The main thing I wondered about Richie was why he had never come out. Certainly homophobia still existed in 2016, and there are definitely still people who feel unsafe to be open about it today, for valid reasons. But Richie is an adult white man with no family who works as a comedian in Los Angeles, so the audience doesn’t have a clue as to exactly why he keeps his orientation a secret. The only reason I could come up with was that maybe his writers would have to stop writing him such heterocentric jokes for his standup routines. If, for some reason, he still feels as if he needs to keep his sexuality a secret as an adult, then we should know why 

The movie’s timeline has been heavily updated to both entrench Part One in 80s nostalgia and to create a recognizable modern world for Part Two, and for that reason I expected Richie’s unresolved-romantic-feelings-for-Eddie plotline to come to some sort of fruition. But it just felt very much like a story that would have been written in 1986, when being gay may have felt more like a “dirty little secret,” as described by Pennywise, to some. And since no gay plotline at all existed in the novel, the writers had the freedom to do whatever they wanted with this one. And thus, the ball was dropped. I watched this movie in Japan, where LGBTQ+ characters are a lot less mainstream. Seeing queer storylines play out in a popular movie is important overseas, but when I watched this movie, I kind of shuddered to think about the image of sexuality in America this movie was putting out there. Maybe it’d be more accurate if it were set in 1986, as in the novel. But for a film set in 2016, this part of the story was missing a crucial update.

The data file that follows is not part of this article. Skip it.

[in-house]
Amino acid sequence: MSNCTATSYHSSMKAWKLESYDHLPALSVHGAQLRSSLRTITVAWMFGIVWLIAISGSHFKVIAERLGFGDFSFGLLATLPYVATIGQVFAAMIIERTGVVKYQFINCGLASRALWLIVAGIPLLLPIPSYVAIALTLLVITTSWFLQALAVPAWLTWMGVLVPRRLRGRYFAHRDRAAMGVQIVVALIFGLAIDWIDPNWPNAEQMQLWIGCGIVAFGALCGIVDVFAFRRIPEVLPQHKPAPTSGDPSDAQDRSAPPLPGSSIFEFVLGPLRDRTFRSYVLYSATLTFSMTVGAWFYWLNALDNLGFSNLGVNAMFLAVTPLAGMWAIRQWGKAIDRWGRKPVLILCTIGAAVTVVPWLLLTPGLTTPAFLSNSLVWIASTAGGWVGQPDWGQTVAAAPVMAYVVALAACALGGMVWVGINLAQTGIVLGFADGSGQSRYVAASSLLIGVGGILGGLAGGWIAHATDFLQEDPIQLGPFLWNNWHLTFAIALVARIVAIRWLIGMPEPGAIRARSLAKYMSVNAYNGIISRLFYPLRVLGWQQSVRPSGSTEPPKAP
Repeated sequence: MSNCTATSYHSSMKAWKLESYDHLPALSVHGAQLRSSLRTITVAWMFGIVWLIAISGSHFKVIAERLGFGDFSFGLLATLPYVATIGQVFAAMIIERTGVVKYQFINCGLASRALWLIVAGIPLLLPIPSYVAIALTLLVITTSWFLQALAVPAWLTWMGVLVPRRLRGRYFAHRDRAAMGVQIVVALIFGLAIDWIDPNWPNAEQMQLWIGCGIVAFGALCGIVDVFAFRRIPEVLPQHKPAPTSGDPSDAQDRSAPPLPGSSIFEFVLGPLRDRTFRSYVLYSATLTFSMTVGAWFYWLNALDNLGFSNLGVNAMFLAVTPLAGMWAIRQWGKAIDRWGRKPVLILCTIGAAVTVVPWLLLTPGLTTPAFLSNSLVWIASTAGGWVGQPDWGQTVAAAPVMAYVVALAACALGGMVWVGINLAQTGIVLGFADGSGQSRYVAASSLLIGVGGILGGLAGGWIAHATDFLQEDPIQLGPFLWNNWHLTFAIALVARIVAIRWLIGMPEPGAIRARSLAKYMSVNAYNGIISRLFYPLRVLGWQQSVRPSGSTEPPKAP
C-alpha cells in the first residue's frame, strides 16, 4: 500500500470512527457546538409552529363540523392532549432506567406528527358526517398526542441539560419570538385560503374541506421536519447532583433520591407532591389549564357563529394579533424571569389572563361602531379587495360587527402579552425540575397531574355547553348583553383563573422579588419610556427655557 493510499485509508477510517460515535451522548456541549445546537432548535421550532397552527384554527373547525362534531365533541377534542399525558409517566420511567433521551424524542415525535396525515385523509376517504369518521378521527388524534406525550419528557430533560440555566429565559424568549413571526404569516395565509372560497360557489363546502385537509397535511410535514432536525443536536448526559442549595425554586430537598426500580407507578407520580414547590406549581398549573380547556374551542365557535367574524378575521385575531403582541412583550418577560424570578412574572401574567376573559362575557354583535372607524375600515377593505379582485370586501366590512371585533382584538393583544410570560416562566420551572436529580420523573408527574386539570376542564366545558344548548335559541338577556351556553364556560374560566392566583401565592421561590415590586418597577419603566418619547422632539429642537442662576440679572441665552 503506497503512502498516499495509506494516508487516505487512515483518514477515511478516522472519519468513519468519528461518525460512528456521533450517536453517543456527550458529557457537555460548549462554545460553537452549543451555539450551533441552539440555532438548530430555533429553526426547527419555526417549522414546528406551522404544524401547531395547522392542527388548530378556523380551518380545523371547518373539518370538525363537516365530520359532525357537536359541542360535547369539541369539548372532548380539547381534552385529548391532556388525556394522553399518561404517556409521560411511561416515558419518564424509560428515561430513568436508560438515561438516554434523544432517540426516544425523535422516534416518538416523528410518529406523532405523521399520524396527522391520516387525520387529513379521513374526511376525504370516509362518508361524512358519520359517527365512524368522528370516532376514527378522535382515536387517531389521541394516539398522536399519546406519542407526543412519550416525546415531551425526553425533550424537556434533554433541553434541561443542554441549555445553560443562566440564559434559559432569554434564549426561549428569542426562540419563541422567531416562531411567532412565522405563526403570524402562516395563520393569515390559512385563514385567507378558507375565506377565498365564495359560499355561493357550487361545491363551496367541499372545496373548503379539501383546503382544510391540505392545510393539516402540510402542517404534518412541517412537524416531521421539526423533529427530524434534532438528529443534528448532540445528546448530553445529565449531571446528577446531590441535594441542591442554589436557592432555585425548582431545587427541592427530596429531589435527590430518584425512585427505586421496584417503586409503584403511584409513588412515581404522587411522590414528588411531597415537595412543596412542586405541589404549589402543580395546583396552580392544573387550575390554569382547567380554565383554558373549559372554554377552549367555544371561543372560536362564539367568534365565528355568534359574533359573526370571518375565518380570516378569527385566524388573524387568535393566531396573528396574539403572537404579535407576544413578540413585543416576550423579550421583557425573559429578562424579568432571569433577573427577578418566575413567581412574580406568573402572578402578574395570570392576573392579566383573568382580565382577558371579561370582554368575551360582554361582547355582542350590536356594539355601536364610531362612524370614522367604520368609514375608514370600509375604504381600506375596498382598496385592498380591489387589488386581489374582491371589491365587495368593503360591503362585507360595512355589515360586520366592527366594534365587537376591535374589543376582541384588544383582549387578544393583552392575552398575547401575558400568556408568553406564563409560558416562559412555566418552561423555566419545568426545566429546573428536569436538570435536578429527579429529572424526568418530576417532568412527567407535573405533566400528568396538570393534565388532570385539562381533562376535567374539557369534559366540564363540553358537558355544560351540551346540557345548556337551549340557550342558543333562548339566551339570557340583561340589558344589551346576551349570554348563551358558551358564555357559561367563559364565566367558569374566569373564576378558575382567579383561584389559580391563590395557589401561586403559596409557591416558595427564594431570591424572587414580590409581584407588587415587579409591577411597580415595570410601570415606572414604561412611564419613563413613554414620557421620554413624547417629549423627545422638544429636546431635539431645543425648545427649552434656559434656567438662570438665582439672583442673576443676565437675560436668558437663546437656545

The phrase “It: Part Two said gay rights” constantly floats around Twitter. But did it? Did it really say gay rights? Sure, Richie and Eddie have a nice relationship, especially when they’re so sweet and playful together in their flashbacks. But Richie’s sexuality is handled poorly in his adult life. Richie doesn’t act as if he feels repressed, but he also never seems to feel any inclination to confess his feelings, either; they’ve just sort of assigned him this hidden sexuality without giving it any depth.  

In the context of queer cinema, It: Part Two hasn’t really done anything for the LGBTQ+ community. In fact, I might argue that it’s played an active role in keeping us complacent. For a long time, we’ve taken the “heavily implied gay character” and ran with them, because it was all we had, and that in turn has produced more of the same. The more we accept representation that does nothing for us, that is designed for the sake of minimizing things bigots can complain about, the more of this lackluster representation we are going to get. If we want a gay character whose story is fleshed out or explored, if we want something better than Reddie, it is necessary to demand more.